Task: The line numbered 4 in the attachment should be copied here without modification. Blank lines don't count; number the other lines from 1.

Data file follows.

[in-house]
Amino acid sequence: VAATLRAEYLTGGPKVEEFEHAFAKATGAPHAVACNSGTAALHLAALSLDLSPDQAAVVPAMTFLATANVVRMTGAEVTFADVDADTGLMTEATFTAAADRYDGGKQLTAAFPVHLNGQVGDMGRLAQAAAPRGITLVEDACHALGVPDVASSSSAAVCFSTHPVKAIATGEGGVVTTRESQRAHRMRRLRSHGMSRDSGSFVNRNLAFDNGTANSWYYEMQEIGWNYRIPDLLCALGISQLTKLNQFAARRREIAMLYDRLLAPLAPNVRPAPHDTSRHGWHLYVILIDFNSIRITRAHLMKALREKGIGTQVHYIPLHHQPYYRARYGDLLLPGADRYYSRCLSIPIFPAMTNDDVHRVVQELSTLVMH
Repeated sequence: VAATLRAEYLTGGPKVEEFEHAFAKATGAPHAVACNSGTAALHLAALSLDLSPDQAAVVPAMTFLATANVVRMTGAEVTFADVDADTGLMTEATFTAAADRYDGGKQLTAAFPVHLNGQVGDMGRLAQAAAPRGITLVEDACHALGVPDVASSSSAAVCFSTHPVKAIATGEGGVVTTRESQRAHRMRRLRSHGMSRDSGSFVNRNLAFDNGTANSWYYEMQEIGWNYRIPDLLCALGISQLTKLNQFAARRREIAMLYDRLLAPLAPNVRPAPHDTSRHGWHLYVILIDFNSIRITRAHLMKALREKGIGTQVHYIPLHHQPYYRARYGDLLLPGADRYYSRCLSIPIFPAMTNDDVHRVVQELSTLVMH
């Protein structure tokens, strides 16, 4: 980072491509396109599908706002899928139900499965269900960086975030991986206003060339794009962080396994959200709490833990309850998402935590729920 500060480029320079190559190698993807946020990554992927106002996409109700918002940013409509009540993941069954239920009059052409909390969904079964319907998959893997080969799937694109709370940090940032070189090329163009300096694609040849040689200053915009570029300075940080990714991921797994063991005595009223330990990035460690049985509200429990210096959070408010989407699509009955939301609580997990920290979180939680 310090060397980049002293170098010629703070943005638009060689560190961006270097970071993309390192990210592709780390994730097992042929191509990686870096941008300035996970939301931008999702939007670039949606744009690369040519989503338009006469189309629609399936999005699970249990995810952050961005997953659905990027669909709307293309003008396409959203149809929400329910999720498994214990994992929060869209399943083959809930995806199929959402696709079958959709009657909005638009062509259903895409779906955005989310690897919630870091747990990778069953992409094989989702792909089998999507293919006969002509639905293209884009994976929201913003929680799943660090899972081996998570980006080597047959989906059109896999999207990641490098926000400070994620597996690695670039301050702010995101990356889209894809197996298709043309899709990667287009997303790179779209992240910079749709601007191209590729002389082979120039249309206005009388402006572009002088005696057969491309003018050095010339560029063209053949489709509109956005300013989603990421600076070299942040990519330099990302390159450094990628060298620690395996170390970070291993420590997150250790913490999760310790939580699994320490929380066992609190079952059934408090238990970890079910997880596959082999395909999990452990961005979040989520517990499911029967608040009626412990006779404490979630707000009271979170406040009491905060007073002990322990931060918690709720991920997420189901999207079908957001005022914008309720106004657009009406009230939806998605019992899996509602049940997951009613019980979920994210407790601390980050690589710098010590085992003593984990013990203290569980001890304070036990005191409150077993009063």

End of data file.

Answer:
């Protein structure tokens, strides 16, 4: 980072491509396109599908706002899928139900499965269900960086975030991986206003060339794009962080396994959200709490833990309850998402935590729920 500060480029320079190559190698993807946020990554992927106002996409109700918002940013409509009540993941069954239920009059052409909390969904079964319907998959893997080969799937694109709370940090940032070189090329163009300096694609040849040689200053915009570029300075940080990714991921797994063991005595009223330990990035460690049985509200429990210096959070408010989407699509009955939301609580997990920290979180939680 310090060397980049002293170098010629703070943005638009060689560190961006270097970071993309390192990210592709780390994730097992042929191509990686870096941008300035996970939301931008999702939007670039949606744009690369040519989503338009006469189309629609399936999005699970249990995810952050961005997953659905990027669909709307293309003008396409959203149809929400329910999720498994214990994992929060869209399943083959809930995806199929959402696709079958959709009657909005638009062509259903895409779906955005989310690897919630870091747990990778069953992409094989989702792909089998999507293919006969002509639905293209884009994976929201913003929680799943660090899972081996998570980006080597047959989906059109896999999207990641490098926000400070994620597996690695670039301050702010995101990356889209894809197996298709043309899709990667287009997303790179779209992240910079749709601007191209590729002389082979120039249309206005009388402006572009002088005696057969491309003018050095010339560029063209053949489709509109956005300013989603990421600076070299942040990519330099990302390159450094990628060298620690395996170390970070291993420590997150250790913490999760310790939580699994320490929380066992609190079952059934408090238990970890079910997880596959082999395909999990452990961005979040989520517990499911029967608040009626412990006779404490979630707000009271979170406040009491905060007073002990322990931060918690709720991920997420189901999207079908957001005022914008309720106004657009009406009230939806998605019992899996509602049940997951009613019980979920994210407790601390980050690589710098010590085992003593984990013990203290569980001890304070036990005191409150077993009063």